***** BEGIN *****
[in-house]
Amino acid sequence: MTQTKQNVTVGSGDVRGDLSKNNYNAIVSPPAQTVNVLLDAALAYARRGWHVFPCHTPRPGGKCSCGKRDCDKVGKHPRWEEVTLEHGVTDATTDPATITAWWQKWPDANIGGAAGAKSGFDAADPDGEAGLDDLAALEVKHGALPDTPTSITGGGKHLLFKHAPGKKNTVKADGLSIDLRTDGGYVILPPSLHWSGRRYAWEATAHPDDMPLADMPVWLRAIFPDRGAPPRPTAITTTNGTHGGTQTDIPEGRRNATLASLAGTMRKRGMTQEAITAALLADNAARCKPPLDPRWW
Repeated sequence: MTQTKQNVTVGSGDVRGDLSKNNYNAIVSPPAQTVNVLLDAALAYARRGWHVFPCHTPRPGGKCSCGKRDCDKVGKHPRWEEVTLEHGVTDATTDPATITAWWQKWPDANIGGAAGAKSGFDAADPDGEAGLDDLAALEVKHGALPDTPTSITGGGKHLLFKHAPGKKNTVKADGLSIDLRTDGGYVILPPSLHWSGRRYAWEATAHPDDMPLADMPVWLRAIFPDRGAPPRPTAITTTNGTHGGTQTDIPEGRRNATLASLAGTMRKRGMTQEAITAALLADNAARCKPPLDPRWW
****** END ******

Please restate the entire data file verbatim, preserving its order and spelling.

[in-house]
Amino acid sequence: MTQTKQNVTVGSGDVRGDLSKNNYNAIVSPPAQTVNVLLDAALAYARRGWHVFPCHTPRPGGKCSCGKRDCDKVGKHPRWEEVTLEHGVTDATTDPATITAWWQKWPDANIGGAAGAKSGFDAADPDGEAGLDDLAALEVKHGALPDTPTSITGGGKHLLFKHAPGKKNTVKADGLSIDLRTDGGYVILPPSLHWSGRRYAWEATAHPDDMPLADMPVWLRAIFPDRGAPPRPTAITTTNGTHGGTQTDIPEGRRNATLASLAGTMRKRGMTQEAITAALLADNAARCKPPLDPRWW
Repeated sequence: MTQTKQNVTVGSGDVRGDLSKNNYNAIVSPPAQTVNVLLDAALAYARRGWHVFPCHTPRPGGKCSCGKRDCDKVGKHPRWEEVTLEHGVTDATTDPATITAWWQKWPDANIGGAAGAKSGFDAADPDGEAGLDDLAALEVKHGALPDTPTSITGGGKHLLFKHAPGKKNTVKADGLSIDLRTDGGYVILPPSLHWSGRRYAWEATAHPDDMPLADMPVWLRAIFPDRGAPPRPTAITTTNGTHGGTQTDIPEGRRNATLASLAGTMRKRGMTQEAITAALLADNAARCKPPLDPRWW